• Open Access

Destabilized eYFP variants for dynamic gene expression studies in Corynebacterium glutamicum


  • Funding Information This work was supported by the Helmholtz Association (Helmholtz Grant VH-NG-716 to J.F.) and by the BMBF in frame of the SysMo2 programme.

For correspondence. E-mail j.frunzke@fz-juelich.de; Tel. (+49) 2461 61 5430; Fax (+49) 2461 61 2710.


Fluorescent reporter proteins are widely used for the non-invasive monitoring of gene expression patterns, but dynamic measurements are hampered by the extremely high stability of GFP and homologue proteins. In this study, we used SsrA-mediated peptide tagging for the construction of unstable variants of the GFP derivative eYFP (enhanced yellow fluorescent protein) and applied those for transient gene expression analysis in the industrial platform organism Corynebacterium glutamicum.

The Gram-positive soil bacterium Corynebacterium glutamicum was isolated in 1957 in Japan due to its ability to excrete large amounts of the amino acid l-glutamate (Kinoshita, 1957). Within the last decades C. glutamicum was proven to be an excellent production platform not only for amino acids, but also for a variety of other metabolites, including organic acids, vitamins and polymer precursors (Leuchtenberger, 1996; Eggeling and Bott, 2005; Burkovski, 2008). Efficient metabolic engineering, however, depends on a detailed understanding of gene expression patterns and adaptive responses of the respective organism. Reporter proteins, such as β-galactosidase (lacZ), bacterial luciferase (luxCDABE), and autofluorescent proteins (gfp, yfp, etc.) represent convenient tools for the detection and quantification of molecular and genetic events (Ghim et al., 2010). Among these, fluorescent proteins offer the advantage of broad-host applicability, no need for substrate addition, and a non-destructive measurement at the single cell level (Chalfie et al., 1994; Tsien, 1998). A major drawback of several reporter proteins is, however, their extremely long half-life (GFP > 24 h), which leads to accumulation of the protein within the cell and hampers the study of transient changes in gene expression. To address this issue, Andersen and co-workers used C-terminal SsrA peptide tagging for destabilization of GFP in Escherichia coli and Pseudomonas putida (Andersen et al., 1998). This approach was in the following successfully applied to generate unstable GFP variants in, e.g. Mycobacterium species or for destabilization of the Photorhabdus luminescens luciferase (Triccas et al., 2002; Blokpoel et al., 2003; Allen et al., 2007).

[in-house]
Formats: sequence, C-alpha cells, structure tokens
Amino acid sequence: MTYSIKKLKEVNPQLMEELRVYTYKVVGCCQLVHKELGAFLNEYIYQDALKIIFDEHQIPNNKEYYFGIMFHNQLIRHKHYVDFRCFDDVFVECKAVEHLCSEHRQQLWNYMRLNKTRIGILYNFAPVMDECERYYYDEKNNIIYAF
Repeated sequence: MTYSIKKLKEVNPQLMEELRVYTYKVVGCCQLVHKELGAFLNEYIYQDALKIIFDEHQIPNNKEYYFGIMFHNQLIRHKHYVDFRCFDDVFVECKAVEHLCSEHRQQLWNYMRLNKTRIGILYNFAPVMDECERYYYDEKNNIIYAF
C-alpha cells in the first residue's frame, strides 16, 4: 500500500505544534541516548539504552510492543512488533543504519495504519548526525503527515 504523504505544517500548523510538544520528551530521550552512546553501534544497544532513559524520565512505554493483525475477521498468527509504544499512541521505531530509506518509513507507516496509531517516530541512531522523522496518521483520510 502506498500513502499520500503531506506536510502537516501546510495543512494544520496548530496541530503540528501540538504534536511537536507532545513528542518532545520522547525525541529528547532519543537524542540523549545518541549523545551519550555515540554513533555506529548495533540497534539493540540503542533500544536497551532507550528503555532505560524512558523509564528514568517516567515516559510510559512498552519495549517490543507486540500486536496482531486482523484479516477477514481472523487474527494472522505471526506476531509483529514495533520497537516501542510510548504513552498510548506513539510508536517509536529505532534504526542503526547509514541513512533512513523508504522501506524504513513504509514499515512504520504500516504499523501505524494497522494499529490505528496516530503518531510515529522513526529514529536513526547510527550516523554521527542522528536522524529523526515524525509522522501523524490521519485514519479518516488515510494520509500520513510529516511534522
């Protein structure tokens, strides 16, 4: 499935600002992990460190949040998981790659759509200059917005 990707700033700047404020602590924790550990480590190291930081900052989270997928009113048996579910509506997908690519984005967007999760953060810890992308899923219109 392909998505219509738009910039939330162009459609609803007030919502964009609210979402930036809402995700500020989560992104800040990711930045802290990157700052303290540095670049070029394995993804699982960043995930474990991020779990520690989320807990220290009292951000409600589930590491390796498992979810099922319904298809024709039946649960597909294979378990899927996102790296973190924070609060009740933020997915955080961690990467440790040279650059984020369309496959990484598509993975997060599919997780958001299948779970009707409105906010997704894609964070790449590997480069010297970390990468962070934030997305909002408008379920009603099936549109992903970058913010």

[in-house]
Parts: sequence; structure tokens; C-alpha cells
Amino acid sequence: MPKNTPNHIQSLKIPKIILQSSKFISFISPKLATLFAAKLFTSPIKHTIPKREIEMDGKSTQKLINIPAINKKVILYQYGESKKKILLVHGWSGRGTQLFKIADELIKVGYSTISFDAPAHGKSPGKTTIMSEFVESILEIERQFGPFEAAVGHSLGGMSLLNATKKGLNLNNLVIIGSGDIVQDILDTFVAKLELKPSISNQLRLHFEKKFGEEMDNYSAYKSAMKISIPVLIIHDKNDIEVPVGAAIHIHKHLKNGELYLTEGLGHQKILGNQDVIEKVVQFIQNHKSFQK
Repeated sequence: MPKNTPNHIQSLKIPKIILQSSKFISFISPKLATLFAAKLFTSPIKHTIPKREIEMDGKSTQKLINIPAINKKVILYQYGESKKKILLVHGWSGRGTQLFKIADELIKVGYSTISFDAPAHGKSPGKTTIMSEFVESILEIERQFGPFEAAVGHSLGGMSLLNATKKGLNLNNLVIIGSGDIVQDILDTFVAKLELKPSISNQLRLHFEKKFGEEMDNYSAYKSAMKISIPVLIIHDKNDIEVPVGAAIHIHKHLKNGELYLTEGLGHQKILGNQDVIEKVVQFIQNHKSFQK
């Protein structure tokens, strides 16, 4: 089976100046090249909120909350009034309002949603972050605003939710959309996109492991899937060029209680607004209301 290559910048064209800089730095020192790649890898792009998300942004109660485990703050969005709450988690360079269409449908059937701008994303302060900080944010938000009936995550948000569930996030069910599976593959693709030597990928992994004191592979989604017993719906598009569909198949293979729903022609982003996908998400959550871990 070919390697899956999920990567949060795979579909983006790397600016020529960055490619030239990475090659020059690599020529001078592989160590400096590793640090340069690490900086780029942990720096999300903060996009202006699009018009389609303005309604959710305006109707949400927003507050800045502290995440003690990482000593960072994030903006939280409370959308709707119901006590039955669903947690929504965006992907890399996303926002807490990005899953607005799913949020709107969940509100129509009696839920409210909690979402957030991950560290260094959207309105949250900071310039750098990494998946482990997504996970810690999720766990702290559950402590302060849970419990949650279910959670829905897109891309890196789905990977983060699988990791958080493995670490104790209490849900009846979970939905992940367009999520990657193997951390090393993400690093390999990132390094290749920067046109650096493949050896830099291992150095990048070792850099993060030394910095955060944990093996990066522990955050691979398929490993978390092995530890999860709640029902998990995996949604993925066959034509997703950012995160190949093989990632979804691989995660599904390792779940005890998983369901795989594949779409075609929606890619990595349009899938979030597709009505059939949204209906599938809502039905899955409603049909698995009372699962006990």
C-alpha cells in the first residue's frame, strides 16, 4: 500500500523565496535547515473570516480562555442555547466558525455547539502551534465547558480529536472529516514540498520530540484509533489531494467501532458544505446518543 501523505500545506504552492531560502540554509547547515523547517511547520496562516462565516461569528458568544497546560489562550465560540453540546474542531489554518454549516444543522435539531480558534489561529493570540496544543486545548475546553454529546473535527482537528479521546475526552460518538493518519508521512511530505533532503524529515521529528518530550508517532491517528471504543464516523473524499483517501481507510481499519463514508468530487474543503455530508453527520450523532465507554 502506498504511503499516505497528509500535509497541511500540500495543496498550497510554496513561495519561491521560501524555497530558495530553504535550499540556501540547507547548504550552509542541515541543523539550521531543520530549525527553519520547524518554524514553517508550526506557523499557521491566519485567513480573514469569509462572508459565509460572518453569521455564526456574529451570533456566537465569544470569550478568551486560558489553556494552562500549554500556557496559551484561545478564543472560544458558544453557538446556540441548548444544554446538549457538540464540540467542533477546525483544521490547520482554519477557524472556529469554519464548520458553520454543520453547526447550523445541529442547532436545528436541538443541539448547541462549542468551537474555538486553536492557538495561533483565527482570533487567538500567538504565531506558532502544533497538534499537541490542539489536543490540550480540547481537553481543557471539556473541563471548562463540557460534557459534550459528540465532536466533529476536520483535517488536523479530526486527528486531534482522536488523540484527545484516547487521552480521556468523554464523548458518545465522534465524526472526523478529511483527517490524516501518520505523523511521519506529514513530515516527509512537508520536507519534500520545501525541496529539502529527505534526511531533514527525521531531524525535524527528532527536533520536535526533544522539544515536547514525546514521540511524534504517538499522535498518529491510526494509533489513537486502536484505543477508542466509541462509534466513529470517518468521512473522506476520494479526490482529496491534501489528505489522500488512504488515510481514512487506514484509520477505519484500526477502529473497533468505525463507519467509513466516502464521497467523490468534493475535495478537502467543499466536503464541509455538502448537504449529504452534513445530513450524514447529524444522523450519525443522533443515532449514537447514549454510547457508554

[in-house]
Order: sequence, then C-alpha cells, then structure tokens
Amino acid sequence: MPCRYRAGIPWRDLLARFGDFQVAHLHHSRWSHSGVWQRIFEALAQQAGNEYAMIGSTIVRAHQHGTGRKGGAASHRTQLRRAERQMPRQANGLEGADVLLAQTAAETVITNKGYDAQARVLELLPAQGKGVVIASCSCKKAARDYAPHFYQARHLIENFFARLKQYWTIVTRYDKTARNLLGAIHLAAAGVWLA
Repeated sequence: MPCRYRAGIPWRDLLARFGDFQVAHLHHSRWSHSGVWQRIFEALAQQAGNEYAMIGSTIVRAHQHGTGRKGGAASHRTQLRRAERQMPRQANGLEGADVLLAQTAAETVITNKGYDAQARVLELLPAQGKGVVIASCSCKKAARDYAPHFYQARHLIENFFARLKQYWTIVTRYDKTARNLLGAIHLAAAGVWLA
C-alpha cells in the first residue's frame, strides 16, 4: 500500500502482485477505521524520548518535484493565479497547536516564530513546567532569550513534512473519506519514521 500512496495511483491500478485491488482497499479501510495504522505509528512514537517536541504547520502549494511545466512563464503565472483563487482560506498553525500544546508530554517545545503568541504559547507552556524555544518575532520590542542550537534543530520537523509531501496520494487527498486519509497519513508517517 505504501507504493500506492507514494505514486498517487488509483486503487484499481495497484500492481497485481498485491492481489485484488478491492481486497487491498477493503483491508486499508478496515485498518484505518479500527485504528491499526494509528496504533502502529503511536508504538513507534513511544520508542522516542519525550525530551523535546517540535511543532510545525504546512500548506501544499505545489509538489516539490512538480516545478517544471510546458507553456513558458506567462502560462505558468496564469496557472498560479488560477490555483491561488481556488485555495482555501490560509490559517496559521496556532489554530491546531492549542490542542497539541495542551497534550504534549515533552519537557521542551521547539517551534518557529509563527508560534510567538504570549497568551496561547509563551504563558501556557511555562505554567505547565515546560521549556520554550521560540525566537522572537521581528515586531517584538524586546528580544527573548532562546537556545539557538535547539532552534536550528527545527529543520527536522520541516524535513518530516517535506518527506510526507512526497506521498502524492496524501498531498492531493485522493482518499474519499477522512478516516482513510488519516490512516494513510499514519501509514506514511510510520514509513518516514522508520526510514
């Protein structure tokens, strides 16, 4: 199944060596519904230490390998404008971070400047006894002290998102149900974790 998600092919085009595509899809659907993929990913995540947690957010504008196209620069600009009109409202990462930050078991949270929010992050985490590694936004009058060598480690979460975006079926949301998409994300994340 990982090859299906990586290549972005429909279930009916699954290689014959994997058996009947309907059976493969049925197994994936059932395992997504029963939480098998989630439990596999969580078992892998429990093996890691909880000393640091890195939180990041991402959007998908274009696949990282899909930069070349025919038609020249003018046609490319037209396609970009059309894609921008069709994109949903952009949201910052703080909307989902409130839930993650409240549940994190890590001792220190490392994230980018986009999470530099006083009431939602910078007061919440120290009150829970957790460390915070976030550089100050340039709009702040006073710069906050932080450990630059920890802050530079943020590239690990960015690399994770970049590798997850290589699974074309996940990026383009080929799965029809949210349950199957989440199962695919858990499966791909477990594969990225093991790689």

The SsrA tag is encoded by the tmRNA (tmRNA, ssrA or 10Sa RNA), which functions as both transfer and messenger RNA and acts as a rescue system of ribosomes stalled on broken or damaged mRNA (Keiler, 2008). By translation of the messenger part of tmRNA a peptide tag of 11 amino acids is added to the C-terminus of the premature protein (E. coli SsrA tag: AANDENYALAA), thereby rendering it susceptible for tail-specific proteases, such as ClpXP, ClpAP or FtsH (Gottesman et al., 1998; Herman et al., 1998). Previous studies showed that variation of the terminal three amino acids of the tag can be used to generate variants of different protein stability (Andersen et al., 1998).

The ssrA gene is highly conserved in bacterial genomes and a homologue was also annotated in the C. glutamicum genome (Kalinowski et al., 2003). In this study we used SsrA peptide tagging to construct a set of destabilized fluorescent protein variants (eYFP and GFPuv) with significantly reduced half-lives, compared with the native proteins. These proteins represent valuable tools for the monitoring of dynamic gene expression patterns in the biotechnological organism C. glutamicum.